It was only two years ago that the International Maritime Organization found itself under pressure at the annual United Nations climate conference in Glasgow for dragging its feet.
Now, global leaders are meeting for COP28 in Dubai at a time when the IMO instead looks to be ahead of the broader global commitments, after adopting a new target of net zero by around 2050 and indicative checkpoints along the way.
Let’s look at the scoreboard.
In September, TradeWinds reported that analysis by consultancy UMAS estimated that the IMO’s new greenhouse gas strategy is lined up with capping global warming at about 1.6C.
Sure, that is not aligned with the Paris Agreement’s goal of halting global temperature rises at 1.5C, but it is pretty close.
According to a report in December by the UN Climate Change secretariat, adding up all of the national commitments leading up to COP28 suggests a temperature peak of 2.1C to 2.8C in this century.
Those national action plans will have to be amped up if the world is to rein in climate change.
That is not to say that shipping does not have work to do at COP28. Every fraction of a degree matters and the IMO goal is just that — a goal that still requires policy mechanisms to be put in place for it to become reality.
My colleague Paul Peachey is on the ground in Dubai covering the event for TradeWinds, and other members of the team are covering it as well.
Hoegh Autoliners strikes deal to fill ammonia supply gap
Hoegh Autoliners will work with Japan’s Sumitomo Corp to investigate the supply of clean ammonia for bunkering hubs in Singapore and the US by 2027, as Paul Peachey writes.
The Oslo-based shipowner will receive the first of 12 new ammonia and methanol-capable dual-fuel ships from 2024 and is looking to bolster the fuel infrastructure and supplies to service the vessels in Singapore and Jacksonville, Florida.
The companies announced at COP28 that they will assess the suitability of ammonia bunkering facilities at the two ports for Hoegh Autoliners’ new pure car/truck carriers. They will work with local authorities and look at ship-to-shore and ship-to-ship refuelling options.
Opinion: COP28 needs to look beyond the engine and focus on the availability and scalability of fuels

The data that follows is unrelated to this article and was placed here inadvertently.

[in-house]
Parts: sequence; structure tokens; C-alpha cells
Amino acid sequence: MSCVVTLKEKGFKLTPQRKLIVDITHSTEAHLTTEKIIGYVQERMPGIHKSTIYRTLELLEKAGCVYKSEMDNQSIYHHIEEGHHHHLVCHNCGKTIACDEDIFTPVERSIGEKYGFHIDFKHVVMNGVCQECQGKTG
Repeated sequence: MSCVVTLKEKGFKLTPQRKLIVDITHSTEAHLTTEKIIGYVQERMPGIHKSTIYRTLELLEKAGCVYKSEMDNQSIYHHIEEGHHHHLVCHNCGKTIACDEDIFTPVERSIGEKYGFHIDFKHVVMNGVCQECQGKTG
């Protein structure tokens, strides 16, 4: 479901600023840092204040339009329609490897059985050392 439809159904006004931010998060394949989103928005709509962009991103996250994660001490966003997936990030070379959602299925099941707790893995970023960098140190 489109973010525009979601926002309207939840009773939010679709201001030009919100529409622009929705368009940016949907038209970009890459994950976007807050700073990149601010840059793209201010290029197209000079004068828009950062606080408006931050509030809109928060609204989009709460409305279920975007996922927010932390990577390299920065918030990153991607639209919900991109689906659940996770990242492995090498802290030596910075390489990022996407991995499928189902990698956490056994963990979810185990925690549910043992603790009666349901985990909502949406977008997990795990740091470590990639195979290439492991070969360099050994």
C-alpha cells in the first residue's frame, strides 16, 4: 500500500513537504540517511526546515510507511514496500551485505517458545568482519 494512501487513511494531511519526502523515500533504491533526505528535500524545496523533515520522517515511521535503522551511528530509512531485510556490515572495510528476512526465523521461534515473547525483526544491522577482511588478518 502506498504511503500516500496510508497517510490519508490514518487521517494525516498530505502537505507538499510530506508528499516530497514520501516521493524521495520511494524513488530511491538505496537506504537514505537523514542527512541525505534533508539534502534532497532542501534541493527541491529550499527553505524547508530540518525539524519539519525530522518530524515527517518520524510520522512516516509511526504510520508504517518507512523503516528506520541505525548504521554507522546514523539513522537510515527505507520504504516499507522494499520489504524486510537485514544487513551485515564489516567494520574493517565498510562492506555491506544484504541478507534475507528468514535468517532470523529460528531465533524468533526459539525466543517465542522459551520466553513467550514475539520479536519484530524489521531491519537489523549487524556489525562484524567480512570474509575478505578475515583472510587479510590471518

American Bureau of Shipping chief executive Christopher Wiernicki writes in the Viewpoint opinion piece that, as all eyes turn to Dubai, the magnitude of the clean energy shipping challenge before us is daunting.
But you can pretty much boil it down to our ability to drive down costs and drive up efficiencies in two critical technologies: electrolysers and carbon capture.
Ultimately, our ability to harness clean energy to split water into oxygen and green hydrogen via electrolysis at scale, and to efficiently trap CO2 from fossil fuel emissions and produce blue hydrogen via carbon capture technology, are going to be the defining challenges.
Pertamina International Shipping ties up with Karpowership at COP28
Indonesia’s Pertamina International Shipping has teamed up with Karpowership of Turkey to develop sustainable energy infrastructure, Lucy Hine reports.
The two companies said they signed a general partnership agreement during COP28 to explore and implement initiatives to boost Indonesia’s energy landscape.
Podcast: Will mining the seabed help or hurt the environment?
There has been a standoff in the Pacific Ocean between Greenpeace activists and The Metals Co.
The Canadian organisation is carrying out an expedition on the 4,000-dwt platform supply vessel Coco (built 2022) to collect data for its plans to begin mining the ocean floor for polymetallic nodules.
But the environmental group wants to stop this industry before it even starts.
Is deepsea mining a threat to untouched underwater wilderness? Or is it a way to obtain the metals needed to make batteries to electrify industries with a lower impact than mining on land?
The Green Seas podcast explored those questions in interviews with The Metals Co chief executive Gerard Barron; Louisa Casson, global project leader for Greenpeace’s Stop Deep Sea Mining campaign; and Birgit Liodden, chief executive of The Ocean Opportunity Lab.